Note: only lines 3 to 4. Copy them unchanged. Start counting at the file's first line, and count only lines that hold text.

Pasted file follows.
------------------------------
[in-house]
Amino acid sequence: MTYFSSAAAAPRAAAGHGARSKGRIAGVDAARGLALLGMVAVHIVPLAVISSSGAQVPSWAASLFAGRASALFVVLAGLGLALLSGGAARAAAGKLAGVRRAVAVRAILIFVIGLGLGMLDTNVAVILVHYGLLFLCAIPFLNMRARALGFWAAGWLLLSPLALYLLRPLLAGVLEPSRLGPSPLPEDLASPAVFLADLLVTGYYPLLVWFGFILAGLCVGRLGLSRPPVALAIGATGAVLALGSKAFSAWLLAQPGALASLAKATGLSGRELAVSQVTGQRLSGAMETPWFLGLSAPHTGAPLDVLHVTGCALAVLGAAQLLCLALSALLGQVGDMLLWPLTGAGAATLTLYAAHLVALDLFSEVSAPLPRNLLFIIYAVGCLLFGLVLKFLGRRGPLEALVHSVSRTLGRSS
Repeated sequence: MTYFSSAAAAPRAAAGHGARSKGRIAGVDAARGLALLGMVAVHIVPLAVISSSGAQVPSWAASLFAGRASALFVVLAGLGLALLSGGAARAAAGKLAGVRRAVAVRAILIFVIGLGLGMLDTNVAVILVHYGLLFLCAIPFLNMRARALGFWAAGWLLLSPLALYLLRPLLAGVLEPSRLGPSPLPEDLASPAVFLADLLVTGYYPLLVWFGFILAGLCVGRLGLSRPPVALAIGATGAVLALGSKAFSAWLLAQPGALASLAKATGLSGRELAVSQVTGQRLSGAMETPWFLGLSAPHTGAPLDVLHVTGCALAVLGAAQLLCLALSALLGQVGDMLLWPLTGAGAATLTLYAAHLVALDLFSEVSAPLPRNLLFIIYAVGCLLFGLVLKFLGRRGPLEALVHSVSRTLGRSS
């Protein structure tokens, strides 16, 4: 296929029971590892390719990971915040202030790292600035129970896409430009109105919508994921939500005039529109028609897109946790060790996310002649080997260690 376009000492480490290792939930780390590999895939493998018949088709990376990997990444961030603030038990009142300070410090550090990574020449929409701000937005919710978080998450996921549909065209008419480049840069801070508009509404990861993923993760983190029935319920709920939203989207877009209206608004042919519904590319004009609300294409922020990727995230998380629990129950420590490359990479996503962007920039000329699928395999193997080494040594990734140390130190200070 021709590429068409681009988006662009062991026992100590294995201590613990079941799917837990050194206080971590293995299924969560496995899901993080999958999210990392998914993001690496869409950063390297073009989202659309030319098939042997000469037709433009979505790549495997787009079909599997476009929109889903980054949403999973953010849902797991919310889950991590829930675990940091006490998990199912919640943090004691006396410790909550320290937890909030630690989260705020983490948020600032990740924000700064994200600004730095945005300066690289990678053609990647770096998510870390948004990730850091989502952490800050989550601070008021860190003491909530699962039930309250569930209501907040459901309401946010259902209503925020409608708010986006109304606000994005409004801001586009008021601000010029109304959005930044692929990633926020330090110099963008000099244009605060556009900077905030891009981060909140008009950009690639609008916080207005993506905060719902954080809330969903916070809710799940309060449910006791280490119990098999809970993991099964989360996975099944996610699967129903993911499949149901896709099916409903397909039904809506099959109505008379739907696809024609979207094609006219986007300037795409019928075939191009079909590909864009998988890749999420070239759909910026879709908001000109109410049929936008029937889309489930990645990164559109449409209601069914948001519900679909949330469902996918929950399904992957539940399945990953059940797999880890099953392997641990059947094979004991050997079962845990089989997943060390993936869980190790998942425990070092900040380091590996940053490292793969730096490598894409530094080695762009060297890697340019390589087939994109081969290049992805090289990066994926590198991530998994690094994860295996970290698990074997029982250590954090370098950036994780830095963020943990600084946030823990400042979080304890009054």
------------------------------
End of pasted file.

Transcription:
Repeated sequence: MTYFSSAAAAPRAAAGHGARSKGRIAGVDAARGLALLGMVAVHIVPLAVISSSGAQVPSWAASLFAGRASALFVVLAGLGLALLSGGAARAAAGKLAGVRRAVAVRAILIFVIGLGLGMLDTNVAVILVHYGLLFLCAIPFLNMRARALGFWAAGWLLLSPLALYLLRPLLAGVLEPSRLGPSPLPEDLASPAVFLADLLVTGYYPLLVWFGFILAGLCVGRLGLSRPPVALAIGATGAVLALGSKAFSAWLLAQPGALASLAKATGLSGRELAVSQVTGQRLSGAMETPWFLGLSAPHTGAPLDVLHVTGCALAVLGAAQLLCLALSALLGQVGDMLLWPLTGAGAATLTLYAAHLVALDLFSEVSAPLPRNLLFIIYAVGCLLFGLVLKFLGRRGPLEALVHSVSRTLGRSS
């Protein structure tokens, strides 16, 4: 296929029971590892390719990971915040202030790292600035129970896409430009109105919508994921939500005039529109028609897109946790060790996310002649080997260690 376009000492480490290792939930780390590999895939493998018949088709990376990997990444961030603030038990009142300070410090550090990574020449929409701000937005919710978080998450996921549909065209008419480049840069801070508009509404990861993923993760983190029935319920709920939203989207877009209206608004042919519904590319004009609300294409922020990727995230998380629990129950420590490359990479996503962007920039000329699928395999193997080494040594990734140390130190200070 021709590429068409681009988006662009062991026992100590294995201590613990079941799917837990050194206080971590293995299924969560496995899901993080999958999210990392998914993001690496869409950063390297073009989202659309030319098939042997000469037709433009979505790549495997787009079909599997476009929109889903980054949403999973953010849902797991919310889950991590829930675990940091006490998990199912919640943090004691006396410790909550320290937890909030630690989260705020983490948020600032990740924000700064994200600004730095945005300066690289990678053609990647770096998510870390948004990730850091989502952490800050989550601070008021860190003491909530699962039930309250569930209501907040459901309401946010259902209503925020409608708010986006109304606000994005409004801001586009008021601000010029109304959005930044692929990633926020330090110099963008000099244009605060556009900077905030891009981060909140008009950009690639609008916080207005993506905060719902954080809330969903916070809710799940309060449910006791280490119990098999809970993991099964989360996975099944996610699967129903993911499949149901896709099916409903397909039904809506099959109505008379739907696809024609979207094609006219986007300037795409019928075939191009079909590909864009998988890749999420070239759909910026879709908001000109109410049929936008029937889309489930990645990164559109449409209601069914948001519900679909949330469902996918929950399904992957539940399945990953059940797999880890099953392997641990059947094979004991050997079962845990089989997943060390993936869980190790998942425990070092900040380091590996940053490292793969730096490598894409530094080695762009060297890697340019390589087939994109081969290049992805090289990066994926590198991530998994690094994860295996970290698990074997029982250590954090370098950036994780830095963020943990600084946030823990400042979080304890009054």